This article is from the latest Good Investment Review, from Good With Money and Square Mile Research.
As sustainable investing and ESG (environmental, social and governance) increasingly move into the mainstream, greenwashing has inevitably become a growing concern.
In short, this is where groups are talking up their credentials in this space without the expertise or track record to back it up and spending more time marketing themselves as sustainable rather than actually minimising their harmful impact.
Research conducted on behalf of Liontrust in December 2021 showed 82 per cent of discretionary fund managers and 67 per cent of advisers are concerned about greenwashing and in the latter category, 57 per cent are either only slightly confident or not confident about identifying this practice in action.
For our part, the Sustainable Investment team has a 21-year track record, and we continue to work hard to be clear on the impact of our funds, producing detailed reports twice a year. These cover a broad range of metrics, both internal and from third parties, including exposure to our Sustainable Investment themes and the UN’s Sustainable Development Goals (SDGs), emissions profile (carbon intensity as well as exposure to fossil fuels and cleantech solutions) and ESG measures such as staff diversity and human rights.
Looking more broadly, we have come up with five ways to identify greenwashing and tell whether funds, and the teams behind them, can meet investors’ sustainable expectations.
A genuinely sustainable fund manager should be transparent about how they invest, as well as being open to challenge. This should include clear and simple information explaining how the team runs money: what companies they look for under the sustainable approach and what they avoid. It has to be more than generic ‘brochure’ comments like “sustainability is in our DNA”.
At the most basic level, a sustainable manager should be able to provide a full list of all the companies in which
a particular fund invests rather than just the standard top 10 that appears on factsheets. If they are unable or unwilling to do this, this is a red flag. Ultimately, investors should expect to see frequent communication giving an update on what is going on in funds, relating back to the investment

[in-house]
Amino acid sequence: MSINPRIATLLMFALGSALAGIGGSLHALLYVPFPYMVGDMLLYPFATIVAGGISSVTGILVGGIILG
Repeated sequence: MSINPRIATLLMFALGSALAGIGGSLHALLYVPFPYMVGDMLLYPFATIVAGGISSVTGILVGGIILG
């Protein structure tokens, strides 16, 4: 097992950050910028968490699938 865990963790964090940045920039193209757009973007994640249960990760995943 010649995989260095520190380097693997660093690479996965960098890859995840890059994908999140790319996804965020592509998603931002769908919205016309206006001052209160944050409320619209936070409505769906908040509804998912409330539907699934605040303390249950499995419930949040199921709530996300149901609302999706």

decisions and companies held. Anyone can write a generic report on climate change, for example, but how is the portfolio positioned in light of the challenges that combatting this will entail? As expertise builds, most fund groups should be able produce interesting content on something like electric vehicles, but avoiding greenwash lies in the ‘so what’ part of this – how does this knowledge influence investment decisions and the performance investors ultimately get? The managers should respond to queries about companies they are invested in and explain why they like them; again, if you cannot contact them or get a lacklustre answer, this should be cause for concern.
2. Experience and resource
As in any walk of life, we believe the experience and depth of a team is important when it comes to sustainable investing. There is nothing to say a new fund will not be a good investment and there are interesting products coming to market but to use a simple analogy,
if you need a plumber, you are likely to choose one with experience over a novice. For our part, our team at Liontrust have has been investing sustainably for 21 years and we currently have a team of 17.
3. Knowledge and ongoing training
Sustainable investing is a specialist area and subjects like climate change are fast moving so investors need to be confident their chosen managers have the required knowledge to run money in this way. This can be anything from members of the team having specialist qualifications to a general focus ontraining to ensure people understand the latest sustainability trends. Again, if managers cannot display this, that represents a red flag.
Engagement is a key part of what we call sustainable investing, and we feel managers should be able to highlight a track record of holding companies to account and encouraging them to improve. Managers should be able to talk
in detail about their engagement priorities – whether diversity, tax transparency or plastic pollution – rather than just making sweeping statements. It is also worth looking at managers’ AGM voting records: do they just vote with company management or actually challenge the businesses in which they invest to improve?
To reiterate, the focus should be on how all this knowledge and experience in sustainability is being applied to investment decisions – giving meaningfully different exposure compared to more conventional funds. Are managers able to show how their sustainability views are reflected in their decisions: is it simply ESG data and reporting for the sake of it or actually making a difference to investment? Again, transparency is important here: can managers provide concrete examples where, if you removed the sustainability aspects from a business, they would not have invested in it?
That last point is key and why we have never been too concerned – unlike some of our peers – about exactly how our funds are described. Whether sustainable, ethical ESG, impact or SRI, the key is how much sustainability factors actually impact investment decisions; ultimately, evidence of this over a long period of time is the best protection against greenwashing.
Risk warning: The Good Investment Review provides general information only. It is not financial advice. If you invest in any of the products mentioned in the review, you do so at your own risk. This is not a recommendation to buy or sell any funds mentioned or engage in investment activity with any particular fund manager. Capital is at risk and past performance is not a guide to future performance.